Too often, policymakers focus exclusively on inner-city schools.
By Nina Rees
From U.S. News
February 10, 2014
Urban schools command the vast majority of attention from policymakers and school reformers. With consistently poor performance and cross-cutting problems such as poverty, lack of health care access and hunger, inner-city schools have been the blinking light on the dashboard of American education for more than a generation.
But it’s not only city schools that need our attention and help. One-third of American schools are rural, and they serve 11 million students. These schools face many of the same challenges that urban school districts do, including a high proportion of low-income students, low educational attainment among parents and low college attendance among high-school graduates. In fact, students in rural communities are likelier than their peers to live in poverty and only 27 percent go on to college. But the challenges of rural schools receive far less attention from policymakers, reformers and the media.
One roadblock standing in the way of improving rural schools is that we simply don’t know enough about the unique challenges and opportunities they face. We do know that lack of funding and an inability to find enough qualified teachers hamper rural education. But there are few solutions designed specifically for rural schools and students.
A new project funded by the J.A. and Kathryn Albertson Foundation promises to give us a much more detailed look at education in rural communities and how it can be improved. The project is called the Rural Opportunities Consortium of Idaho, or ROCI, and while its work will focus on schools in Idaho, the lessons will have implications for rural communities everywhere.
While we wait for more data and recommendations to come out of ROCI, three areas hold promise for improving rural education:
1) More federal and state funding should be attached to rural students: Tax bases in many rural communities are small, which makes it difficult to provide adequate funding for good schools. While money isn’t the only factor determining student success, it is an important one. States and the federal government should increase funding for rural students, to help offset the disadvantage that currently exists.
2) A greater push for high-quality online instruction: This could broaden the scope of educational opportunities available to rural students and help to alleviate staffing shortages. Cutting down on long and arduous journeys from a rural student’s home to her school; virtually attending classes taught by a subject matter expert in another city; linking students who share similar interests but attend schools great distances apart – online learning can make all this and more possible.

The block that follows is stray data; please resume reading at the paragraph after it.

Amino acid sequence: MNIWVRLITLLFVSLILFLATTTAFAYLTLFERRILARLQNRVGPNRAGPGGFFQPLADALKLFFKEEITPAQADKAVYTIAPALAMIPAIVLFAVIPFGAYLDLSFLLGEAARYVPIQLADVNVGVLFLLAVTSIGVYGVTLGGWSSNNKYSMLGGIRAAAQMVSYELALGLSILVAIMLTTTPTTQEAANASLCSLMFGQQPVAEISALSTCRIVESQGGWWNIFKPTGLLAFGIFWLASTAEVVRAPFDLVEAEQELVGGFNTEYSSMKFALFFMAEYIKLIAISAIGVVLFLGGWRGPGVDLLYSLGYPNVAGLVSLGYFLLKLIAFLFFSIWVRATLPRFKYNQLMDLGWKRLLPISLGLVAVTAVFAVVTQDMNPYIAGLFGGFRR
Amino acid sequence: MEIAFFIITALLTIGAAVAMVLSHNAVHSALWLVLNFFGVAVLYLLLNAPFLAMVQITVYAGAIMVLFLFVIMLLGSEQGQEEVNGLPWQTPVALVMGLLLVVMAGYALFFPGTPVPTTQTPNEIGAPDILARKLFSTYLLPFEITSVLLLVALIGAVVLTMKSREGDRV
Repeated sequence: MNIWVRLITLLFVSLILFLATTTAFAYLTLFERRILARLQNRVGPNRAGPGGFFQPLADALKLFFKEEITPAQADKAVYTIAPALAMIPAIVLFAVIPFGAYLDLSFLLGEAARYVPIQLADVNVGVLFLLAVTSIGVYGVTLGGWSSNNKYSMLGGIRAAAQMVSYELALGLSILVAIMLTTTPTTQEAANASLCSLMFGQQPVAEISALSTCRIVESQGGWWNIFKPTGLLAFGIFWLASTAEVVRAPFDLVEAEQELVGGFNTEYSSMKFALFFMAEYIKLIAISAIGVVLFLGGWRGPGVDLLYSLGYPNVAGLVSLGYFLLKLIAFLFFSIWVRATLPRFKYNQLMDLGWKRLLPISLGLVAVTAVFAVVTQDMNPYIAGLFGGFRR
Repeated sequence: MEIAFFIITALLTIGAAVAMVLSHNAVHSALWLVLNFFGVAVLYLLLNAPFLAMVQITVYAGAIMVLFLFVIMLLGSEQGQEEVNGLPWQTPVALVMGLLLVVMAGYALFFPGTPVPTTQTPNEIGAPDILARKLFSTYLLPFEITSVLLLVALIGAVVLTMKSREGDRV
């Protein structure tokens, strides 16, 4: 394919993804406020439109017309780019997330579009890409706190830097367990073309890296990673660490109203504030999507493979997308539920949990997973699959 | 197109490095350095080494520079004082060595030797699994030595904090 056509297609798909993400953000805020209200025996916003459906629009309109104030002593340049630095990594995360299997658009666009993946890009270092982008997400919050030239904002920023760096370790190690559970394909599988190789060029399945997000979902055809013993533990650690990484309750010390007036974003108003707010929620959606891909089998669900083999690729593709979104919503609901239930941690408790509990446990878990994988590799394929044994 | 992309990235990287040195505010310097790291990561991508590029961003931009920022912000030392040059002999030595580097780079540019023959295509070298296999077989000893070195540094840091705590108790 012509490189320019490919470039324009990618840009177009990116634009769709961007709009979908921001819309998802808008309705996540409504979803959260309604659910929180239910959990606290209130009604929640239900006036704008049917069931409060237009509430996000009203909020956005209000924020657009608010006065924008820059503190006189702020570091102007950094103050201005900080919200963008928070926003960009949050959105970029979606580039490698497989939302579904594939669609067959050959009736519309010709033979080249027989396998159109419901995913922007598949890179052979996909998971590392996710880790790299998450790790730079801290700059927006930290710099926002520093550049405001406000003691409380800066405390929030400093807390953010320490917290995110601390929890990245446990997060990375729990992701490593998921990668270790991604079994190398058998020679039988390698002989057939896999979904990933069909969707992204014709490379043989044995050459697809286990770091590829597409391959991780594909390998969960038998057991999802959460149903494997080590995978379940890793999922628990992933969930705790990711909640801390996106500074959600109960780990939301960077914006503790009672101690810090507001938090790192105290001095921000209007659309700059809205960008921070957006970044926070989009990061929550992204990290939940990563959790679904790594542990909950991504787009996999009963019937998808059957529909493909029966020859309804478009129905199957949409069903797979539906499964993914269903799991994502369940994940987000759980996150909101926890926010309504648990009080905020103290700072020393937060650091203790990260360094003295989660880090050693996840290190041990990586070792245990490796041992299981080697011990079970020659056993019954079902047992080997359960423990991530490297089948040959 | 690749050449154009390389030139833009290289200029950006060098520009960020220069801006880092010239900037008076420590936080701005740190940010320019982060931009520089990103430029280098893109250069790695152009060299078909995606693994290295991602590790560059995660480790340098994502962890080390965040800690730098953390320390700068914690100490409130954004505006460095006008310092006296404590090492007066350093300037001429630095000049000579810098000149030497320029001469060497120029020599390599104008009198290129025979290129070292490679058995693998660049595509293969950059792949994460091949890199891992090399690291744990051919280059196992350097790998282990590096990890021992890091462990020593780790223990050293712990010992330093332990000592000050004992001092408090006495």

The key is access to high-speed Internet connections. The Obama administration, in partnership with several private companies, is leading the ConnectED initiative to ensure that 99 percent of students have access to broadband. With $2 billion in federal funding, another $750 million from private partners and a specific $10 million allocation for rural distance learning, ConnectED has the potential to make online learning a reality for millions of rural students.
3) Rural communities need more charter schools: Charter schools are public schools that operate outside school districts and offer a variety of innovative learning environments and curriculum types. They also have shown success in bringing great teachers into the profession – for instance, through partnerships with Teach for America. In a new ROCI report on rural charters prepared by Bellwether Education’s Andy Smarick, Albertson Foundation Executive Director Jamie MacMillan says, “Charters have the potential to serve as a hotbed of innovation for rural education in America.”
To date, however, charter operators have focused on urban school districts. Fewer than 900 charter schools operate in rural communities across America. The ROCI report covers the hurdles that prevent charters from opening – including unequal access to funding, transportation, and facilities; and the fact that seven of the nation’s ten most-rural states don’t yet allow charters. Overcoming these barriers will be well worth the effort if we can improve the quality of rural education and help more rural students get to and through college and prepared for the workforce.
These three areas – more funding for rural students, broadband connectivity to power online learning, and more educational options through charter schools – have the potential to dramatically improve the quality of rural education in America. The Albertson Foundation’s support of the ROCI initiative will be a major step forward in our understanding of rural education and the ways policymakers, educators and parents can give rural students the best start in life. Everyone who has an interest in the quality of America’s schools, opportunities for our students and the future of the American workforce should keep an eye on ROCI.
View the original story on U.S. News.